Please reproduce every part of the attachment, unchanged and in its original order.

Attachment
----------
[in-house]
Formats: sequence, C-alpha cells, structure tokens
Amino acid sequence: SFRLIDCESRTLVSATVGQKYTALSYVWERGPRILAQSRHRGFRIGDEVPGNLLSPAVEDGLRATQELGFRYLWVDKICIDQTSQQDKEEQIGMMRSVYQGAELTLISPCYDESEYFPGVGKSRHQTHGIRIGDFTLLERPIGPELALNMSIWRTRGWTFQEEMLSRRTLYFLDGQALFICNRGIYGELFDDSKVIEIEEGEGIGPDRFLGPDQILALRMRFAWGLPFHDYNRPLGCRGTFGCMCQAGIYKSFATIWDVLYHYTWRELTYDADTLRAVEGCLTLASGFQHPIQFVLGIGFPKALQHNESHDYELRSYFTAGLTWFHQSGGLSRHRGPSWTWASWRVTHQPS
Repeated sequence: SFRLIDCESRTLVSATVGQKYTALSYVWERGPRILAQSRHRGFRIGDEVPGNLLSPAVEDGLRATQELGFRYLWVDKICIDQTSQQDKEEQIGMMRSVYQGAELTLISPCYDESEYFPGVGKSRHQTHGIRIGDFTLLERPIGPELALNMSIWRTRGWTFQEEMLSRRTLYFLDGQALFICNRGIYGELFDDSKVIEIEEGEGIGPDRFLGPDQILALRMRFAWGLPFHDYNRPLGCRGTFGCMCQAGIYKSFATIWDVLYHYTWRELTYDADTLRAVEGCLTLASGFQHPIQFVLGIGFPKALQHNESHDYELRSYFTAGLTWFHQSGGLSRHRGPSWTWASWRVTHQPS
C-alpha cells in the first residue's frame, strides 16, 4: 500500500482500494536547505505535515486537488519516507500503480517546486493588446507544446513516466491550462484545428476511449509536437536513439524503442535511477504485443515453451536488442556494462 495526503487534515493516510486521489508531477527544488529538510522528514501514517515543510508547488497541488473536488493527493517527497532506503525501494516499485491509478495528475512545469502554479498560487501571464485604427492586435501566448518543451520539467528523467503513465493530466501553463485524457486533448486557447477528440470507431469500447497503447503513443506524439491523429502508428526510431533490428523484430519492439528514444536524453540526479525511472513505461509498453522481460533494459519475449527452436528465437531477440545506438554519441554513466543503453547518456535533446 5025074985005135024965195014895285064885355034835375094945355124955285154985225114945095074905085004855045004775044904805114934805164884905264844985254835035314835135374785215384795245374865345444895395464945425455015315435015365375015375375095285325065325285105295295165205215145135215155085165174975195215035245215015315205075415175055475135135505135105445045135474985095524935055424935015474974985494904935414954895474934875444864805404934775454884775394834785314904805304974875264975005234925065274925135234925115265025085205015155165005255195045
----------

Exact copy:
[in-house]
Formats: sequence, C-alpha cells, structure tokens
Amino acid sequence: SFRLIDCESRTLVSATVGQKYTALSYVWERGPRILAQSRHRGFRIGDEVPGNLLSPAVEDGLRATQELGFRYLWVDKICIDQTSQQDKEEQIGMMRSVYQGAELTLISPCYDESEYFPGVGKSRHQTHGIRIGDFTLLERPIGPELALNMSIWRTRGWTFQEEMLSRRTLYFLDGQALFICNRGIYGELFDDSKVIEIEEGEGIGPDRFLGPDQILALRMRFAWGLPFHDYNRPLGCRGTFGCMCQAGIYKSFATIWDVLYHYTWRELTYDADTLRAVEGCLTLASGFQHPIQFVLGIGFPKALQHNESHDYELRSYFTAGLTWFHQSGGLSRHRGPSWTWASWRVTHQPS
Repeated sequence: SFRLIDCESRTLVSATVGQKYTALSYVWERGPRILAQSRHRGFRIGDEVPGNLLSPAVEDGLRATQELGFRYLWVDKICIDQTSQQDKEEQIGMMRSVYQGAELTLISPCYDESEYFPGVGKSRHQTHGIRIGDFTLLERPIGPELALNMSIWRTRGWTFQEEMLSRRTLYFLDGQALFICNRGIYGELFDDSKVIEIEEGEGIGPDRFLGPDQILALRMRFAWGLPFHDYNRPLGCRGTFGCMCQAGIYKSFATIWDVLYHYTWRELTYDADTLRAVEGCLTLASGFQHPIQFVLGIGFPKALQHNESHDYELRSYFTAGLTWFHQSGGLSRHRGPSWTWASWRVTHQPS
C-alpha cells in the first residue's frame, strides 16, 4: 500500500482500494536547505505535515486537488519516507500503480517546486493588446507544446513516466491550462484545428476511449509536437536513439524503442535511477504485443515453451536488442556494462 495526503487534515493516510486521489508531477527544488529538510522528514501514517515543510508547488497541488473536488493527493517527497532506503525501494516499485491509478495528475512545469502554479498560487501571464485604427492586435501566448518543451520539467528523467503513465493530466501553463485524457486533448486557447477528440470507431469500447497503447503513443506524439491523429502508428526510431533490428523484430519492439528514444536524453540526479525511472513505461509498453522481460533494459519475449527452436528465437531477440545506438554519441554513466543503453547518456535533446 5025074985005135024965195014895285064885355034835375094945355124955285154985225114945095074905085004855045004775044904805114934805164884905264844985254835035314835135374785215384795245374865345444895395464945425455015315435015365375015375375095285325065325285105295295165205215145135215155085165174975195215035245215015315205075415175055475135135505135105445045135474985095524935055424935015474974985494904935414954895474934875444864805404934775454884775394834785314904805304974875264975005234925065274925135234925115265025085205015155165005255195045